Spinach artichoke dip

I have a weird relationship with casseroles.

I’ve had some great ones, don’t get me wrong. My mom makes a cauliflower gratin for Thanksgiving that, if it counts as a casserole, is one of the best I know.

I also love a good breakfast casserole, the silver bullet that makes hosting brunch compatible with sleeping in.

But here’s the thing.

There’s just something undeniably 1950’s America about the casserole. Wikipedia has them coming onto the scene in 1866, rising to popularity in the 50’s and then becoming more pedestrian in the 70’s.

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So now I think it might be time for me to share my disdain for certain things I deem to be excessively “American.”

I don’t want to be misunderstood: I love this country. I’m proud to be an American, I’m all about the 4th of July, I cry every time I see a commercial about veterans.

But there are just some things that feel wholly American to me in a gauche, graceless, polyester, plastic-y BAD kind of way. Here are some of those things:

  1. Mayonnaise
  2. Cottage cheese
  3. Canned pineapple
  4. Tupperware
  5. Cantaloupe
  6. Velveeta
  7. Sour cream
  8. Frozen corn
  9. Cream cheese
  10. Spam

I don’t expect you to agree with me. I don’t even necessarily agree with me, enjoying many things made out of mayonnaise and frequently using tupperware. But there’s something about them that just bothers me.

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Many of these things also find their way into casseroles, or alongside casseroles, or you put your casserole inside of them (see #4). And so I think it’s the combination of those facts that lead me to look down on the lowly casserole, turn my nose up at it even.

So, what does this have to do with spinach artichoke dip? It’s not even truly a casserole – after all, it’s a dip. Why did I bother to write this all down, boring you with a rambling, somewhat offensive diatribe?

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It’s because, delicious though it is, spinach artichoke dip contains what have to be the most American ingredients of all, made in the most American way: dump mayonnaise, sour cream, processed cheese, frozen spinach and canned artichokes into a bowl and mix them together, bake them, top them with more cheese and eat them as a dip.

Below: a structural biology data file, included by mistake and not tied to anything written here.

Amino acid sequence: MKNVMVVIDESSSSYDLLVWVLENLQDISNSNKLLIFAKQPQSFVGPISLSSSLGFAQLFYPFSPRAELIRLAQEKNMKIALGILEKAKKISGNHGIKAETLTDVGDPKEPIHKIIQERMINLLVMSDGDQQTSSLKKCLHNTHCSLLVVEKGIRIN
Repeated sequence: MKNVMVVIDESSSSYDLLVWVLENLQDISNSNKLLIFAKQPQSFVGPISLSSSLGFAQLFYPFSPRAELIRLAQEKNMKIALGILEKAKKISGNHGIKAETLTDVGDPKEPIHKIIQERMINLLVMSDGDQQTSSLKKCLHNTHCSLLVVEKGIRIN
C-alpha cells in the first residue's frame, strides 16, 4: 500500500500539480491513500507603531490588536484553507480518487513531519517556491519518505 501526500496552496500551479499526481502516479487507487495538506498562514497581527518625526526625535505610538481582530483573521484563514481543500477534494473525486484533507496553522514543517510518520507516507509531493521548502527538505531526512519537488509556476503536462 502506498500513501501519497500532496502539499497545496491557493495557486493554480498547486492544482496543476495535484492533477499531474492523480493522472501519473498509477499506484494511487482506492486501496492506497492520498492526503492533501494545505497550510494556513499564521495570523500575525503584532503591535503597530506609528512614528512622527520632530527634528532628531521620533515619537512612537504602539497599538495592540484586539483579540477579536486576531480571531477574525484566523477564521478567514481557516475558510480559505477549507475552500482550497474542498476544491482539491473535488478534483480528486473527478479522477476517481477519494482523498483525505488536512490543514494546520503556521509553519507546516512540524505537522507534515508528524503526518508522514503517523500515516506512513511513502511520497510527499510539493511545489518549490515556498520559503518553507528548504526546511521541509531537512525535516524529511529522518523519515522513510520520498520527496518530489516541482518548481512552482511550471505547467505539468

If you’re still reading this, you might not even bother to read the recipe below and just interpret what you will from the above.

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But I am sharing the recipe regardless of personal weirdness because it’s an indisputable fact that spinach artichoke dip is delicious.

Even I can’t deny it. So in honor of Presidents Day, (get it? American?) I say you throw the thing together, bake it, and enjoy some cheesy goodness heaped on slices of toasty bread.

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Spinach artichoke dip
(Adapted from Food.com)

2 cups Parmesan cheese, plus extra to top
10 ounces frozen spinach, thawed, chopped and drained of excess liquid
1 (14 ounce) jar of artichoke hearts, drained and chopped
2/3 cup sour cream
1 cup cream cheese, softened (in microwave briefly or by leaving out at room temperature for 15-20 minutes)
1/3 cup mayonnaise
1 small clove garlic, minced

Preheat oven to 375 degrees.

Mix together Parmesan, spinach and artichoke hearts.

In a separate bowl, combine sour cream, cream cheese, mayonnaise and garlic. Add the spinach mixture and stir to combine.

Spread in a baking dish, top with more Parmesan and bake for 20-30 minutes or until hot and bubbling.

Spinach artichoke dip: http://www.food.com/recipe/spinach-artichoke-dip-1209

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